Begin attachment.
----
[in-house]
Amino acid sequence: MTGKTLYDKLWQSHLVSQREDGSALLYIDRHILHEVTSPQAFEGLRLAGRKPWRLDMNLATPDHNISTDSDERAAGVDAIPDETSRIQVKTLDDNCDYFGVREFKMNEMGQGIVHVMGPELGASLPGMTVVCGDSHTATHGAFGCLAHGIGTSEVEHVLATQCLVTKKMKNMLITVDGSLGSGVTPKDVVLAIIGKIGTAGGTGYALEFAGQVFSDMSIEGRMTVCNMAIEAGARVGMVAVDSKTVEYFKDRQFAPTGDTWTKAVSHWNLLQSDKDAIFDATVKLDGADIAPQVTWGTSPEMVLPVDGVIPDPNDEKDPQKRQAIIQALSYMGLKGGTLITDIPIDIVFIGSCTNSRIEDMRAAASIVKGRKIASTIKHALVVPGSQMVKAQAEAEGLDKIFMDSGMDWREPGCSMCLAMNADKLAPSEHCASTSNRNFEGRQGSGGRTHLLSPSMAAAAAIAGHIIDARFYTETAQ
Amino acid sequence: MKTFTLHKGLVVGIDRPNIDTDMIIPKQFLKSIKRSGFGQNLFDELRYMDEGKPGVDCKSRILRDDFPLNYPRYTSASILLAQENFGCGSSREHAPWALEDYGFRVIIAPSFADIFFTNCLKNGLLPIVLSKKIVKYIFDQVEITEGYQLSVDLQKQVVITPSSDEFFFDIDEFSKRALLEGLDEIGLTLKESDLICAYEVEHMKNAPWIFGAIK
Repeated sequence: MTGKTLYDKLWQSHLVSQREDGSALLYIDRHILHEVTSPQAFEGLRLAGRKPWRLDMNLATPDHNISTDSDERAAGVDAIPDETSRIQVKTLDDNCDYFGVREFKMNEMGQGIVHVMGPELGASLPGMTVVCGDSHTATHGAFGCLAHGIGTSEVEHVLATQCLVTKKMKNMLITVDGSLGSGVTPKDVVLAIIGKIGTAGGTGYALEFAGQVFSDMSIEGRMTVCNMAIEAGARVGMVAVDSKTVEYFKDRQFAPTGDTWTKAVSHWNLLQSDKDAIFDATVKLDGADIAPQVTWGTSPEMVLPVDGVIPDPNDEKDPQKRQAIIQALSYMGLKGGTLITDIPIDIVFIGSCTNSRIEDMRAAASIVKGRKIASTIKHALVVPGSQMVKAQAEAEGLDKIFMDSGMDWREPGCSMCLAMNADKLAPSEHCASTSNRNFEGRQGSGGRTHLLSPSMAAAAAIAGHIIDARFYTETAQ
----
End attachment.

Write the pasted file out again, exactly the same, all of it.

[in-house]
Amino acid sequence: MTGKTLYDKLWQSHLVSQREDGSALLYIDRHILHEVTSPQAFEGLRLAGRKPWRLDMNLATPDHNISTDSDERAAGVDAIPDETSRIQVKTLDDNCDYFGVREFKMNEMGQGIVHVMGPELGASLPGMTVVCGDSHTATHGAFGCLAHGIGTSEVEHVLATQCLVTKKMKNMLITVDGSLGSGVTPKDVVLAIIGKIGTAGGTGYALEFAGQVFSDMSIEGRMTVCNMAIEAGARVGMVAVDSKTVEYFKDRQFAPTGDTWTKAVSHWNLLQSDKDAIFDATVKLDGADIAPQVTWGTSPEMVLPVDGVIPDPNDEKDPQKRQAIIQALSYMGLKGGTLITDIPIDIVFIGSCTNSRIEDMRAAASIVKGRKIASTIKHALVVPGSQMVKAQAEAEGLDKIFMDSGMDWREPGCSMCLAMNADKLAPSEHCASTSNRNFEGRQGSGGRTHLLSPSMAAAAAIAGHIIDARFYTETAQ
Amino acid sequence: MKTFTLHKGLVVGIDRPNIDTDMIIPKQFLKSIKRSGFGQNLFDELRYMDEGKPGVDCKSRILRDDFPLNYPRYTSASILLAQENFGCGSSREHAPWALEDYGFRVIIAPSFADIFFTNCLKNGLLPIVLSKKIVKYIFDQVEITEGYQLSVDLQKQVVITPSSDEFFFDIDEFSKRALLEGLDEIGLTLKESDLICAYEVEHMKNAPWIFGAIK
Repeated sequence: MTGKTLYDKLWQSHLVSQREDGSALLYIDRHILHEVTSPQAFEGLRLAGRKPWRLDMNLATPDHNISTDSDERAAGVDAIPDETSRIQVKTLDDNCDYFGVREFKMNEMGQGIVHVMGPELGASLPGMTVVCGDSHTATHGAFGCLAHGIGTSEVEHVLATQCLVTKKMKNMLITVDGSLGSGVTPKDVVLAIIGKIGTAGGTGYALEFAGQVFSDMSIEGRMTVCNMAIEAGARVGMVAVDSKTVEYFKDRQFAPTGDTWTKAVSHWNLLQSDKDAIFDATVKLDGADIAPQVTWGTSPEMVLPVDGVIPDPNDEKDPQKRQAIIQALSYMGLKGGTLITDIPIDIVFIGSCTNSRIEDMRAAASIVKGRKIASTIKHALVVPGSQMVKAQAEAEGLDKIFMDSGMDWREPGCSMCLAMNADKLAPSEHCASTSNRNFEGRQGSGGRTHLLSPSMAAAAAIAGHIIDARFYTETAQ